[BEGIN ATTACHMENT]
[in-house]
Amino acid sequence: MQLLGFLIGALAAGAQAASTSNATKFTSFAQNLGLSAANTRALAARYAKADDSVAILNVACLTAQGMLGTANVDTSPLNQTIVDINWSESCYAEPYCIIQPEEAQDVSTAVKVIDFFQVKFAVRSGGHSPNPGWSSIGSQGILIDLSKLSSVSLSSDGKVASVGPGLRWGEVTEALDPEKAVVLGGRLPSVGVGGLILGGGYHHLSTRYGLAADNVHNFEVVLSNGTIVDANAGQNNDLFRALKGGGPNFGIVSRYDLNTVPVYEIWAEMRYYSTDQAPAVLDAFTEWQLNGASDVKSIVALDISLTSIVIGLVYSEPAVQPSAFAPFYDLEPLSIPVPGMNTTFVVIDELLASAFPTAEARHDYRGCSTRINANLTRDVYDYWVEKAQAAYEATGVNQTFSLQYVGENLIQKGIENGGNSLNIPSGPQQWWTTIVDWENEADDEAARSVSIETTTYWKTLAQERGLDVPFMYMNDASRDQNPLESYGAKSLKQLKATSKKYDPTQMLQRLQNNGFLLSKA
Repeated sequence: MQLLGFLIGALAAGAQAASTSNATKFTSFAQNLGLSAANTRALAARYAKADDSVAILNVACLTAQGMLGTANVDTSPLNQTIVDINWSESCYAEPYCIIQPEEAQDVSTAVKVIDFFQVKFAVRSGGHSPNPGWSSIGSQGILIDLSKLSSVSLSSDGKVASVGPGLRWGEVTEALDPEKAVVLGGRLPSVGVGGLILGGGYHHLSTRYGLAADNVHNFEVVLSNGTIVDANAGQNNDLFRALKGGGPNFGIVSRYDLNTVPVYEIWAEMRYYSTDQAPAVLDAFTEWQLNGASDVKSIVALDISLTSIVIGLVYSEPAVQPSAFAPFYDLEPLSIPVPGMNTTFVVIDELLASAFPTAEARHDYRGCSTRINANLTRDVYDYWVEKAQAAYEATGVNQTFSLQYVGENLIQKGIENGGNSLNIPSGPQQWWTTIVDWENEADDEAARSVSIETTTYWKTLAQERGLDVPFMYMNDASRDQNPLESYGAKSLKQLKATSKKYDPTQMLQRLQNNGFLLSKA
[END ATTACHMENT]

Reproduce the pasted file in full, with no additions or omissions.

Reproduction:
[in-house]
Amino acid sequence: MQLLGFLIGALAAGAQAASTSNATKFTSFAQNLGLSAANTRALAARYAKADDSVAILNVACLTAQGMLGTANVDTSPLNQTIVDINWSESCYAEPYCIIQPEEAQDVSTAVKVIDFFQVKFAVRSGGHSPNPGWSSIGSQGILIDLSKLSSVSLSSDGKVASVGPGLRWGEVTEALDPEKAVVLGGRLPSVGVGGLILGGGYHHLSTRYGLAADNVHNFEVVLSNGTIVDANAGQNNDLFRALKGGGPNFGIVSRYDLNTVPVYEIWAEMRYYSTDQAPAVLDAFTEWQLNGASDVKSIVALDISLTSIVIGLVYSEPAVQPSAFAPFYDLEPLSIPVPGMNTTFVVIDELLASAFPTAEARHDYRGCSTRINANLTRDVYDYWVEKAQAAYEATGVNQTFSLQYVGENLIQKGIENGGNSLNIPSGPQQWWTTIVDWENEADDEAARSVSIETTTYWKTLAQERGLDVPFMYMNDASRDQNPLESYGAKSLKQLKATSKKYDPTQMLQRLQNNGFLLSKA
Repeated sequence: MQLLGFLIGALAAGAQAASTSNATKFTSFAQNLGLSAANTRALAARYAKADDSVAILNVACLTAQGMLGTANVDTSPLNQTIVDINWSESCYAEPYCIIQPEEAQDVSTAVKVIDFFQVKFAVRSGGHSPNPGWSSIGSQGILIDLSKLSSVSLSSDGKVASVGPGLRWGEVTEALDPEKAVVLGGRLPSVGVGGLILGGGYHHLSTRYGLAADNVHNFEVVLSNGTIVDANAGQNNDLFRALKGGGPNFGIVSRYDLNTVPVYEIWAEMRYYSTDQAPAVLDAFTEWQLNGASDVKSIVALDISLTSIVIGLVYSEPAVQPSAFAPFYDLEPLSIPVPGMNTTFVVIDELLASAFPTAEARHDYRGCSTRINANLTRDVYDYWVEKAQAAYEATGVNQTFSLQYVGENLIQKGIENGGNSLNIPSGPQQWWTTIVDWENEADDEAARSVSIETTTYWKTLAQERGLDVPFMYMNDASRDQNPLESYGAKSLKQLKATSKKYDPTQMLQRLQNNGFLLSKA